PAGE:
and advanced him, and set his seat above all the princes that were with him; erected a throne for him, higher than the rest, either of his own princes and nobles, or such as were his captives, see 2 Kings 25:28. It was the custom of the kings of Persia, which it is probable was derived from Cyrus, to advance those to the highest seats they thought best deserved it: says he to his nobles, let there be seats with you as with me, and let the best be honoured before others;--and again, let all the best of those present be honoured with seats above others (i).

(g) Ut supra, (Antiqu. l. 11. c. 6.) sect. 5. (h) Hist. Sacr. l. 2. p. 78. (i) Xenophon, Cyropaedia, l. 8. c. 41.

After these things did king Ahasuerus promote Haman the son of Hammedatha the Agagite, and advanced him, and set his seat above all the princes that were with him.
EXEGETICAL (ORIGINAL LANGUAGES)
Chap. Esther 3:1-6. Haman offended by Mordecai’s refusal to make obeisance

1. After these things] i.e. between the seventh (Esther 2:16) and the twelfth (Esther 3:7) years of Xerxes’ reign.

Haman the son of Hammedatha the Agagite] Haman’s name has been held to be another form of Humman or Humban, an Elamite deity, and that of his father to be connected with the Persian mâh and data, thus signifying given by the moon. The description of Haman as an ‘Agagite’ is perplexing. The following views have been held.

(a) Josephus (Ant. xi. 6. 5) and the Targum understand the statement literally to mean that Haman was descended from Agag, king of Amalek, the latter availing itself of the opportunity of giving a complete genealogy through Amalek to Esau (see Genesis 36:12). If we accept this explanation of the word, we can see the significance which it bears for the narrator. He desires to place Mordecai and Haman before the reader in the guise of hereditary enemies, the one the descendant of Kish, and thus connected with the first king of Israel, the other the descendant of Agag, Saul’s conquered foe. As then, so now, it is a case of a contest between the Jew and his adversary.

(b) The title ‘Agagite’ may be an allegorical nickname, and intended to indicate a spiritual rather than a natural descent, one whose attitude to the chosen nation was that of the Amalekite king of earlier days.

(c) It may, however, denote a place or family otherwise unknown.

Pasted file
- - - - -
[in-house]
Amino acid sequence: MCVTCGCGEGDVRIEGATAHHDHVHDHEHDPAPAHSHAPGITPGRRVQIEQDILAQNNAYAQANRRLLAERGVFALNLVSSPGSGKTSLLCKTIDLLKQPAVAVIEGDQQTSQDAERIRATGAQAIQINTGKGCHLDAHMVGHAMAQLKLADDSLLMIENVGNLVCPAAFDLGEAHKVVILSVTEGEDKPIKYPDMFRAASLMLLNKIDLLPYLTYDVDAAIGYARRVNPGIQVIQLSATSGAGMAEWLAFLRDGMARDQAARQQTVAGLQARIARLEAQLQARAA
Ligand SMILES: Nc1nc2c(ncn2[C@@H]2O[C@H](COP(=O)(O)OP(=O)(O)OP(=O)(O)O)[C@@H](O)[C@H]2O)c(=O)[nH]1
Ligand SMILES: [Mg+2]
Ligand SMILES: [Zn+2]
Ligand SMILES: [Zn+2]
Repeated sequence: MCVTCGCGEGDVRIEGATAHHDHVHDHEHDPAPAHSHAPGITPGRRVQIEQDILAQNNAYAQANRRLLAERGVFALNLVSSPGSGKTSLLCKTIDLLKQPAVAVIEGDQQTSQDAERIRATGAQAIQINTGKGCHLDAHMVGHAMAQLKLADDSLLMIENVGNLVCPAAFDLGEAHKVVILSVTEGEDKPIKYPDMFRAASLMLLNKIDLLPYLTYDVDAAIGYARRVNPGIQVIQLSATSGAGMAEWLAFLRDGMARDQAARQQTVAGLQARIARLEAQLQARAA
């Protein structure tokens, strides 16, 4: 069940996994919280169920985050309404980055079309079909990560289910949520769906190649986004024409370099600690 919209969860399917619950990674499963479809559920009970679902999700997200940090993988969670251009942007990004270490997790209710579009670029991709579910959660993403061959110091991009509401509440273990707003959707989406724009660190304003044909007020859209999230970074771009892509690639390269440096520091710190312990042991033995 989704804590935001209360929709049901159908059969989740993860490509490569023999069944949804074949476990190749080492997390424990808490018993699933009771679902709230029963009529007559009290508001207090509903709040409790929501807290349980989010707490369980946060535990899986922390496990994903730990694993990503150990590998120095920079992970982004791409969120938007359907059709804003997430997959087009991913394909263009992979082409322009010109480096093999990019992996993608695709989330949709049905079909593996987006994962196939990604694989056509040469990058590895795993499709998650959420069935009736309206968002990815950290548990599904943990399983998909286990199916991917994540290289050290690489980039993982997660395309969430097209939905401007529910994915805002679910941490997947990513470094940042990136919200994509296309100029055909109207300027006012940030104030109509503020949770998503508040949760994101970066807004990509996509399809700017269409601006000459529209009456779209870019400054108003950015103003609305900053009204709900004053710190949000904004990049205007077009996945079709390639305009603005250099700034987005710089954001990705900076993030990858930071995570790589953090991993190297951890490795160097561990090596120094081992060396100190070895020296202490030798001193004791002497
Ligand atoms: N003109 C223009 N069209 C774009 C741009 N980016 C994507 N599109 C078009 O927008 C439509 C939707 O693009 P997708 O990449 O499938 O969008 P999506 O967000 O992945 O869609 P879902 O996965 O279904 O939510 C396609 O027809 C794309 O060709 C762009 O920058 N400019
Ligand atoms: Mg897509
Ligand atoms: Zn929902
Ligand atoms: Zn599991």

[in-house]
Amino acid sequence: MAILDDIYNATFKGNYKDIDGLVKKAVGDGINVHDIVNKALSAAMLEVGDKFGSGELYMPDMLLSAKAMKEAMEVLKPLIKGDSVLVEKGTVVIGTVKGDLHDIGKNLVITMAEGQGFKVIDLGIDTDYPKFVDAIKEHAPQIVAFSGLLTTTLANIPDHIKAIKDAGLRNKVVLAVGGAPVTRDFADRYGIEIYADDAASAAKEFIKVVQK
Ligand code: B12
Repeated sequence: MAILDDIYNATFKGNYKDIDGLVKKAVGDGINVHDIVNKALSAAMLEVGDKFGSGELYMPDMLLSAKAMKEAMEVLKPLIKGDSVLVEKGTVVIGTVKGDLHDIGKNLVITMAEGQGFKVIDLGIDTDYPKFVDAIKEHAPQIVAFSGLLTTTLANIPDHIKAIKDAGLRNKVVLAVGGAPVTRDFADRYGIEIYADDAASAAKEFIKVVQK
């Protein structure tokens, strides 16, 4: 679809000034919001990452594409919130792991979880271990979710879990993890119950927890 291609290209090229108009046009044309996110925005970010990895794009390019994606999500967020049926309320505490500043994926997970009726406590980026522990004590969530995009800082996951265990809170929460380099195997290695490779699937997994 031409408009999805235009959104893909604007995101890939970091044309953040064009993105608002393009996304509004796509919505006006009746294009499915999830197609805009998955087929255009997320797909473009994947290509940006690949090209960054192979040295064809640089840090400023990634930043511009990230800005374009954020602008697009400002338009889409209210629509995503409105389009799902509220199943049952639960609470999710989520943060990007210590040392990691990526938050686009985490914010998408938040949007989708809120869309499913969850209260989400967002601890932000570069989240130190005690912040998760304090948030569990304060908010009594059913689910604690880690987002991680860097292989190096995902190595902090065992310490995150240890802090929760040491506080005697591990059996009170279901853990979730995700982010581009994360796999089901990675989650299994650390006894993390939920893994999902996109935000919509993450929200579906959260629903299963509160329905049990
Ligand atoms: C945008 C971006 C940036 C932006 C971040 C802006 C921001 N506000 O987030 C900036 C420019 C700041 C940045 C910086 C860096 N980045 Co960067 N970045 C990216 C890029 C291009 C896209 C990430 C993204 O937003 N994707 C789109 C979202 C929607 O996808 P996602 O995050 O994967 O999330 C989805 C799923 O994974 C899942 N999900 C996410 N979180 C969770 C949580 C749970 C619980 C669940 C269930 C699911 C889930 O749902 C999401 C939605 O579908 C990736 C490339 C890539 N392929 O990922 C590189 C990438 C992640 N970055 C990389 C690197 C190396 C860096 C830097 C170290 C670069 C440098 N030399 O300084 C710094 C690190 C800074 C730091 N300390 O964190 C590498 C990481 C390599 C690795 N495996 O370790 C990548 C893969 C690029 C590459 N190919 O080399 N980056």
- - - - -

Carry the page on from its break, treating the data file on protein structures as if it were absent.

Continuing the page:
For ‘Agagite’ the LXX. here and in (Esther 9:10 and) Esther 12:6 have Bugaean (Βουγαῖος), and in Esther 9:24 and Esther 16:10 the Macedonian (ὁ Μακεδών). The former has been explained as originating in a mistake in reading the first letter in the Heb., or as arising from confusion with Bagoas, a favourite of Alexander the Great (Curtius vi. 5. 23). Either of two other explanations, however, is decidedly to be preferred, viz. (a) that it means bully, braggart, as it occurs twice in this sense in Homer (Il. xiii. 824, Od. xviii. 79), many of whose words were revived by writers of Alexandrian Greek, or (b) that it is a word denoting eunuch, and afterwards any court official. See Schleusner, Lexicon Vet. Test. s.v. The latter title ‘Macedonian’ either (a) points to the time when the Greek power, rendered dominant in the East by Alexander of Macedon (died b.c. 323), had become through Antiochus Epiphanes (died b.c. 164), who inherited Alexander’s conquests in Syria, the type of hostility to the nation of the Jews, or (b) is meant to indicate Haman as a traitor to the Persian power.Verse 1. - After these things. Probably some years after - about B.C. 476 or 475. Haman, the son of Hammedatha. "Haman" is perhaps Umanish, the Persian equivalent of the Greek Eumenes. "Hammedatha" has been explained as "given by the moon" (Mahadata), the initial h being regarded as the Hebrew article. But this mixture of languages is not probable. The Agagite. The Septuagint has Βουγαῖος, "the Bugaean." Both terms are equally inexplicable, with our present knowledge; but most probably the term used was a local one, marking the place of Haman's birth or bringing up. A reference to descent from the Amalekite king Agag (Joseph., 'Ant. Jud.,' 11:6, § 5) is scarcely possible. To celebrate Esther's elevation to the crown, the king made a great feast, called Esther's feast, to all his princes and servants, and granted release to the provinces. The verbale Hiph. הנחה is translated in the lxx ἄφεσις, Vulg. requies, and understood either of a remission of taxes or a remission of labour, a holiday. Although the Chald. understands it of a remission of taxes, yet the use of the verb עשׂה rather favours the latter meaning, viz., the appointment of a holiday, on which there would be arresting from labour. Finally, he gave gifts with royal munificence משׂאת like Amos 5:11; Jeremiah 40:5; המּלך כּיד like Esther 1:7. - It seems strange that a period of four years should intervene between the repudiation of Vashti in the third year of Ahashverosh and the elevation of Esther in the seventh, an interval whose length cannot be adequately accounted for by the statements of the present book. Only a few days could have elapsed between the disgrace of Vashti and the time when the king remembered her; for this took place, we are told, when the king's wrath was appeased. The proposal to collect virgins from all parts of his kingdom to Susa was then immediately made. Now, if the carrying out of this proposal took half a year, and the preparation of the virgins by anointing, etc., lasted a year, Esther, even if her turn to go in unto the king had not come for six months, might have been made queen two years after the repudiation of Vashti. As she obtained the favour of Hegai immediately upon her reception into the women's house, so that he hastened her purifications (Esther 2:9), she would not be brought before the king among the last, but would rather be one of the first to go in. The long interval which elapsed between the repudiation of Vashti and the elevation of Esther, can only be satisfactorily explained by the history of the reign of Xerxes; in fact, by the circumstance that his campaign against Greece took place during this time.